Watch Repairer Job Description, Career as a Watch Repairer, Salary, Employment
Definition and Nature of the Work, Education and Training Requirements, Getting the Job
Education and Training: Varies—see profile
Salary: Median—$13.87 per hour
Employment Outlook: Poor
Definition and Nature of the Work
Watch repairers clean, repair, and adjust watches and clocks. They work in watch and jewelry repair shops, in jewelry stores, or in factories that make clocks and watches. Many watch repairers are self-employed. Watch repairers are sometimes called watchmakers.
Watch repairers use small tools to take a watch out of its case. They examine the watch with a special magnifying glass called a loupe. They may give the owner an estimate of how much it will cost to fix the watch. Watch repairers then replace or repair the broken part or parts. Sometimes they have to make a new part or alter a factory-made part to fit a watch.
Watch repairers use delicate hand tools, as well as special machines. When they work on electronic watches, they use electric meters. Watch repairers clean and oil the watch movement and test it before putting it back into its case.
Some watch repairers also wait on customers. Many sell watches, jewelry, silverware, and related items. They may also repair jewelry and do engraving. A few teach in vocational schools.
Education and Training Requirements
Most employers prefer to hire high school graduates as watch repairers. A few vocational high schools give courses in watch repairing. Some watch repairers get informal on-the-job training from experienced workers. Most watch repairers, however, learn their trade in special watch repair schools. Courses in these schools usually last one to three years. Students learn to use the tools and machines of the trade, and they learn how to recognize and solve repair problems.
Some states require watch repairers to be licensed. To get a license, watch repairers must pass an exam that tests their skills and knowledge. Watch repairers in all states can obtain certification from the American Watchmakers–Clock-makers Institute. Those who pass special tests given by the institute receive the title of Watch Technician, Certified Watchmaker, Certified Master Watchmaker, Certified Master of the Institute, Certified Clockmaker, or Certified Master Clockmaker.
Getting the Job
If attending a watch repair school, prospective workers can consult the school's placement service to facilitate finding a job. Trade associations and unions for watch repairers also provide job information. Interested individuals can apply directly to jewelry and department stores or to watch repair shops. They also can check newspaper classifieds, job banks on the Internet, or employment agencies. Watch repairers usually have some job experience before opening their own businesses.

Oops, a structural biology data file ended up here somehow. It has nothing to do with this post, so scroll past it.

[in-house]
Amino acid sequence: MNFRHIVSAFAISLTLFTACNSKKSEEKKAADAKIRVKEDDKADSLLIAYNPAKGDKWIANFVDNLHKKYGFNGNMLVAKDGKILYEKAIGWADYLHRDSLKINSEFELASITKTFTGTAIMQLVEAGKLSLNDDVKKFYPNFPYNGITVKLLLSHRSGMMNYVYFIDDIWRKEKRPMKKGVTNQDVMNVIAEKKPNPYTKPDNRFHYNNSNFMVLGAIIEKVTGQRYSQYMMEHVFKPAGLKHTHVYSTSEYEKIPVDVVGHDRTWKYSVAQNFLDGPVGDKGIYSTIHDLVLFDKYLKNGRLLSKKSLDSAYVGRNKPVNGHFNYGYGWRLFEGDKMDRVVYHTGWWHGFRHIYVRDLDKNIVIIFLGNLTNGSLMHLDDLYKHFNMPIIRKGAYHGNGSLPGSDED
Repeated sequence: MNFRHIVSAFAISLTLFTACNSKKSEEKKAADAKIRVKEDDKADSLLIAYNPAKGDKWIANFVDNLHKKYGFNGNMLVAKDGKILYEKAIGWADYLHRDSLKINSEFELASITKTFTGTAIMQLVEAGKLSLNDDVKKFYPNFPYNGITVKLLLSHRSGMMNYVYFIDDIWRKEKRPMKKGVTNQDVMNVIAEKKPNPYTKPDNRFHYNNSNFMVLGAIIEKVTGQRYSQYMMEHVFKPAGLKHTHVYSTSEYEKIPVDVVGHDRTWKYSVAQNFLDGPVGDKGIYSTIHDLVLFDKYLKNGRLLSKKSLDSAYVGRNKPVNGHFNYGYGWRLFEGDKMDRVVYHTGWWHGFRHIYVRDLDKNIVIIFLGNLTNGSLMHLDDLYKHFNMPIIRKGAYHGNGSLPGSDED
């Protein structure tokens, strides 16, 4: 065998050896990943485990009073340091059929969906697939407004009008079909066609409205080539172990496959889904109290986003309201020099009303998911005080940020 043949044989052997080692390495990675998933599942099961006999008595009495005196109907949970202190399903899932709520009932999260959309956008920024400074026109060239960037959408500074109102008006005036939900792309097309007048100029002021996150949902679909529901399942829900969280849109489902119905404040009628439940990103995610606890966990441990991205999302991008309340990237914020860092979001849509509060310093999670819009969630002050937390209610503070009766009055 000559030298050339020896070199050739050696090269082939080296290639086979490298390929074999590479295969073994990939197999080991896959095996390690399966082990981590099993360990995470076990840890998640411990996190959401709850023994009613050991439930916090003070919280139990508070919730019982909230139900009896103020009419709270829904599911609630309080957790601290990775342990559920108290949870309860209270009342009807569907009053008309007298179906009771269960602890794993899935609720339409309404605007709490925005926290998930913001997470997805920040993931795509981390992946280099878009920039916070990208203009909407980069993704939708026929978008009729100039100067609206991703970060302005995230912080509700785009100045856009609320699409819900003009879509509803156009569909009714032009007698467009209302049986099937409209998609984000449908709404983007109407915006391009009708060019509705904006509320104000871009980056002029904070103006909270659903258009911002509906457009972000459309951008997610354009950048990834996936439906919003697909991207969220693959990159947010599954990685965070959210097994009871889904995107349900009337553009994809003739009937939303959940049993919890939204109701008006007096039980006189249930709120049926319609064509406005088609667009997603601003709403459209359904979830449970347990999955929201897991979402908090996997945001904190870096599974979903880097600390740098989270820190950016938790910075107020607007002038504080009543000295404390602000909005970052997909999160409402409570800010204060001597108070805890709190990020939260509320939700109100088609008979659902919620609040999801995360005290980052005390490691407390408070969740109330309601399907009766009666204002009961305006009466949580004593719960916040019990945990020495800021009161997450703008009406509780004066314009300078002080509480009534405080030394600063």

Advancement Possibilities and Employment Outlook
Watch repairers can become supervisors or managers in large repair shops. Many open their own watch repair or jewelry shops. Jewelry businesses require more of an initial investment than watch shops, but loans are available to qualified applicants. Some watch repairers receive further training and move into fields related to watch repair. These fields include electronics and the making and repair of precision instruments used in science and engineering.
Opportunities in this field are expected to change from declining to an increase more slowly than the average through the year 2014. Opportunities were declining due to people buying inexpensive watches and replacing them rather than having them repaired. However, the popularity of expensive mechanical watches is rising resulting in a higher demand for watch repairers—though the job outlook for watch repairers is still poor. There will be some job openings to replace watch repairers who leave the field. The best opportunities will be for those with experience. Jobs in jewelry stores and watch repair shops are available in all parts of the country. Jobs in watch factories, however, are more limited.
Watch repairers who work in repair shops, jewelry stores, and factories generally work in pleasant surroundings. They must be able to sit for long periods and concentrate on the small, detailed parts of a watch. They need patience and must be able to work well with their hands. Watch repairers generally work forty to forty-eight hours per week. Those who are self-employed usually work longer than salaried workers. Hours often include some evenings and weekends. Some watch repairers belong to unions.
Earnings and Benefits
The median hourly rate for watch repairers is $13.87, according to the U.S. Bureau of Labor Statistics. In addition, watch repairers working in retail stores sometimes receive a commission on the goods that they sell. Self-employed watch repairers usually earn more than salaried workers. However, those who have their own businesses must provide their own benefits. Many businesses that employ watch repairers are very small, so the benefits that they provide vary widely. Benefits sometimes include paid vacations and holidays, health insurance, and pension plans.
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